Preacher: 'The Coffin' Introduces 3 'Beloved' Comic Characters

WARNING: The following contains spoilers for this week's episode of Preacher, "The Coffin," which premiered Sunday on AMC.

Despite the quality of its writing, execution and performances, AMC's Preacher continues to alienate fans of the comic by Garth Ennis and Steve Dillon with its somewhat-odd avoidance of its own source material. The first two seasons were peppered with storylines and references from various points in the comic, but they were rarely if ever as straightforward an adaptation as shows like The Walking Dead or Game of Thrones. The upside of that creative choice is that it’s allowed the series to develop new arcs that arguably enhance the source material instead of betraying it (Hitler and Eugene represent the perfect example), but the downside is the alienation of what could’ve been a core fan base for a show that’s struggled a bit to find its audience.

Thankfully, Season 3 appears to have achieved a solid balance between new material and old, and this week Preacher continued that trend by introducing three classic characters from the comics.

As foretold in the teasers, Jonny Coyne finally appeared as Allfather D’Arronique. Whereas Betty Buckley (Gran’ma) tempered her brittle comics’ counterpart with a touch of misery and desire, Coyne blows out every depraved shade of the Allfather, lifting him off the page and presenting us with something palpably grotesque. He’s impossibly obese and indulgently disgusting, but beneath the layers of fat, greasy skin covered in whatever food is lucky enough to miss his mouth lurks the spark of something powerful and frightening. There’s a reason he’s in the position he is, despite that he’s physically incapacitated by his girth.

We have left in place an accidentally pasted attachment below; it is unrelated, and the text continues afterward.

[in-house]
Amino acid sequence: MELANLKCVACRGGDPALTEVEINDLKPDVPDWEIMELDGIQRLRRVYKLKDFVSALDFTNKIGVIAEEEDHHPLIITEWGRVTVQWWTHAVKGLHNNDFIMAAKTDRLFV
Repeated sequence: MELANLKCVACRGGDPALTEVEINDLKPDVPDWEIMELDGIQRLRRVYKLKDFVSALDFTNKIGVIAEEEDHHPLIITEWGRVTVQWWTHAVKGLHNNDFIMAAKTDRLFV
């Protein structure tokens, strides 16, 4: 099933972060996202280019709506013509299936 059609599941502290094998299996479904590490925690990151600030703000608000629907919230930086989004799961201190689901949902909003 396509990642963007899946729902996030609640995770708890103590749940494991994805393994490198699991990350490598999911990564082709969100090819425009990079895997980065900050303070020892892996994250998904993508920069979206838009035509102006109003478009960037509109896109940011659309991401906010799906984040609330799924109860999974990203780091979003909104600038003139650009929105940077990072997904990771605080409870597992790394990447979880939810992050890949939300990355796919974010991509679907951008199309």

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He might be the closest thing to Jabba the Hut that humanity’s ever seen, but he’s also formidable enough to put the literal fear of God into Herr Starr. Watching the head of the Grail's Samson unit squirm for once was a refreshing departure from Starr's normally unflappable and bored countenance. And it didn’t hurt that D’Arronique’s debut came wrapped in a tap dancing Messiah sequence that perfectly illustrated Preacher's disturbing and playful sense of humor.

Elsewhere, in New Orleans, Cassidy’s attempts to move on from the loss of what amounted to his family up until a few days before. That lasts for about 12 hours, until he’s kidnapped by the Grail and held for ransom to induce Jesse’s return to the fold. That lasts for about 12 minutes, and then he’s whisked away by Les Enfants du Sang, a vampire-worshiping cult led by Eccarius (Supernatural's Adam Croasdell). In the comics Eccarius is a young-ish vampire who learned everything he needed to know about vampirin’ from pop fiction. Cassidy attempts to show him a more realistic, less-douchey existence, and it goes … not great. But his appearance this week is minimal, so we’ll have to wait and see how the show will adapt his storyline.

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